In attempting to justify the unjustifiable, namely the cut to universal credit that is due in October, secretary of state for work and pensions Thérèse Coffey said the government was: ‘shift[ing] the focus strongly on to getting people into work.’ But this is a cut that will affect millions of working families. The government has subjected our social security system to so many cuts and freezes that families desperately needed the £20 increase and it must stay, but universal credit’s very design still makes it hard for parents to escape poverty through work.
Seventy-five per cent of children growing up in poverty in the UK live in households where at least one adult works. Low-income working families are struggling to pay for essentials like utility bills, new school uniforms and the food shop. In a couple household, having both members of a couple in work is increasingly important in preventing child poverty but in reality, universal credit does little to support parents trying to increase their income through work.
Firstly, as soon as a family with children earns more than £293 a month (their ‘work allowance’), for every pound they earn through work their universal credit is reduced by 63p. The very limited single work allowance, combined with the high reduction rate, makes it very difficult for families to increase their income through work. A mother taking part in the Covid Realties research project said:
“My husband has gone back to work so now we’re losing money on universal credit. To be honest I am not sure how much I can take… Feel like I’m struggling to keep my head above water.”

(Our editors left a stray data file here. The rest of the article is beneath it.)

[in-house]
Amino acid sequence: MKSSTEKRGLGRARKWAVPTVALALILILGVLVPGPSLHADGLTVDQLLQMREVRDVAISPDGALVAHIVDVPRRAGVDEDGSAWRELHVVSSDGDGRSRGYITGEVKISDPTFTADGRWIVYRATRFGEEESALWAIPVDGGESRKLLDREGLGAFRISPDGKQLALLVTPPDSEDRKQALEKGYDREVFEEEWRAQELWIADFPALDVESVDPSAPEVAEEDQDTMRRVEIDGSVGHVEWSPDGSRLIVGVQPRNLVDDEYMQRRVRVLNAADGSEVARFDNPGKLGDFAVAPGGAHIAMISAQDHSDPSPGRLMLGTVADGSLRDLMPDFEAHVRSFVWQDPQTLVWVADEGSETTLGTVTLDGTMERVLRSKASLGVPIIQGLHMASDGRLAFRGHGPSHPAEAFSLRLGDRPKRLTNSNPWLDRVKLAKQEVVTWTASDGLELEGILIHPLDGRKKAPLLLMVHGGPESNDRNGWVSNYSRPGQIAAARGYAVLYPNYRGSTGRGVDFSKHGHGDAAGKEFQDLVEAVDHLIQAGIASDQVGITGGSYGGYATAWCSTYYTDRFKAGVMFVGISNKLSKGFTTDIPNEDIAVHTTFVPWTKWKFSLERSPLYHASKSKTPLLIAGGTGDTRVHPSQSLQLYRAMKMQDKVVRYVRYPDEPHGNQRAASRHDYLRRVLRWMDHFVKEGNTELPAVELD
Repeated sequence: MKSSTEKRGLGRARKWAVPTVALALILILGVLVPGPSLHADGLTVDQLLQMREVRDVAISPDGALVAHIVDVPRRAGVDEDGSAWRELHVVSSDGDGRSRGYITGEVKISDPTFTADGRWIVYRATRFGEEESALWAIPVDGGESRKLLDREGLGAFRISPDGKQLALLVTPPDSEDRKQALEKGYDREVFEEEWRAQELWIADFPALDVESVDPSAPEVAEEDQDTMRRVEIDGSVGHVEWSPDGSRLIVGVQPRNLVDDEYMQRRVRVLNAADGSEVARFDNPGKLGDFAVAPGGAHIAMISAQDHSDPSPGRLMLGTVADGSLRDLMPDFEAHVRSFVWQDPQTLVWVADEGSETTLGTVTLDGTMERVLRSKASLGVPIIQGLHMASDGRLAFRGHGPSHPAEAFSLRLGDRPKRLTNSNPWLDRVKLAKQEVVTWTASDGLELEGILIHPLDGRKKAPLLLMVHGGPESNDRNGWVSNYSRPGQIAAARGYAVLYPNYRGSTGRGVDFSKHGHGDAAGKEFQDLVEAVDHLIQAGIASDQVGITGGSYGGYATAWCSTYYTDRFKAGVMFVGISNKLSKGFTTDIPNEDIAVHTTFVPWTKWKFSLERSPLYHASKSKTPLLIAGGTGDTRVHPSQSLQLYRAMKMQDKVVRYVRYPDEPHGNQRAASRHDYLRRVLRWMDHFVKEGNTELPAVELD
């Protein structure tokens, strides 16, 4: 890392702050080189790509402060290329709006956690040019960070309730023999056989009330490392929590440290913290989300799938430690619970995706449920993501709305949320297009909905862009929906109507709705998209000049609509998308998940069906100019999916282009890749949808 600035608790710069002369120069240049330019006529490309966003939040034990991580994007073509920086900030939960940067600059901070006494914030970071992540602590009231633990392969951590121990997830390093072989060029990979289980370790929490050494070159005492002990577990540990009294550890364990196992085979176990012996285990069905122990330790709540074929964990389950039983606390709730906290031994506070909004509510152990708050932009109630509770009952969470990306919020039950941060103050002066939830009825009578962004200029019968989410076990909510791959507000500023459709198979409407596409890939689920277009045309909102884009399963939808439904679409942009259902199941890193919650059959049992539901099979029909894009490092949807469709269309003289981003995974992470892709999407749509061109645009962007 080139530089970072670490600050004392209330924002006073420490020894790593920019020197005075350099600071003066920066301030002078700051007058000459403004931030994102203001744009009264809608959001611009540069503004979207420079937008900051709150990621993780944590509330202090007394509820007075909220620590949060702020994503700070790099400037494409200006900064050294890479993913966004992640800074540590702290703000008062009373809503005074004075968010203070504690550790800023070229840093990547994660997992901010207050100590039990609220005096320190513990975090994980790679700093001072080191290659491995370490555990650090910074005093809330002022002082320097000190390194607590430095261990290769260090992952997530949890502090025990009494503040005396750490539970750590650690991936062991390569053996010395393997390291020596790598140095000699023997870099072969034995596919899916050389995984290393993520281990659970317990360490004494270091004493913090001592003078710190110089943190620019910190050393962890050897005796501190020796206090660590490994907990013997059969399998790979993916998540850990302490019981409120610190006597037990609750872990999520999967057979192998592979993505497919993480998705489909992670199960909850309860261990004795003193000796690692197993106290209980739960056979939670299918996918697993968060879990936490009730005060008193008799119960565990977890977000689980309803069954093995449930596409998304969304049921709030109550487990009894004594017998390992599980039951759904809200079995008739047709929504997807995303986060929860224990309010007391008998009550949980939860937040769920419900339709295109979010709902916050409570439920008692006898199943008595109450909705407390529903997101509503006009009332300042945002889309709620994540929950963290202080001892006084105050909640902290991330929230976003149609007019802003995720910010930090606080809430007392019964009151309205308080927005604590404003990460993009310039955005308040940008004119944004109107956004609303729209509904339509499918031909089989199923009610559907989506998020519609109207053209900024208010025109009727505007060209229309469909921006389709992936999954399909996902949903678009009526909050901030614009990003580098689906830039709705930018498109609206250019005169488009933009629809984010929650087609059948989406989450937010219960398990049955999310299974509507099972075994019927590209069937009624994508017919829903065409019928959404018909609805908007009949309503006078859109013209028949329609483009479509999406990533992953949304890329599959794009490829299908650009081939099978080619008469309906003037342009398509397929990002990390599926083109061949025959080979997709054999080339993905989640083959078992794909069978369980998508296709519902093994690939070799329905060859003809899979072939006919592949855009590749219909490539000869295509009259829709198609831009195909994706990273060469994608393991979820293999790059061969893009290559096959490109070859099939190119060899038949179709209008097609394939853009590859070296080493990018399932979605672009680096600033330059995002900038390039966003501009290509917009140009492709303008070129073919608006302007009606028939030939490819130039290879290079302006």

Secondly, the UK has one of the most expensive childcare systems in the world. Universal credit allows parents in work to claim 85 per cent of childcare costs but only up to a certain limit. However, it’s standard practice for childcare providers to require parents to pay a month’s or even a term’s fees upfront. Parents on universal credit who are starting a new job are expected to find a way to pay for a childcare place before universal credit will support them, and before they receive their first pay cheque. Some may get help with these costs via the flexible support fund, but this is a discretionary fund that has not been well promoted, and the pot of money available is too small to meet demand.
If the government is serious about helping the country to recover from COVID-19 any strategy should urgently tackle in-work poverty, and that includes addressing the design of universal credit as well as its adequacy. We are calling for the £20 cut to universal credit to be abandoned, for changes to ensure parents keep more of their earnings, and for action on childcare so that parents can work in the first place.
Read our new report Universal credit: what needs to change to make it fit for children and families.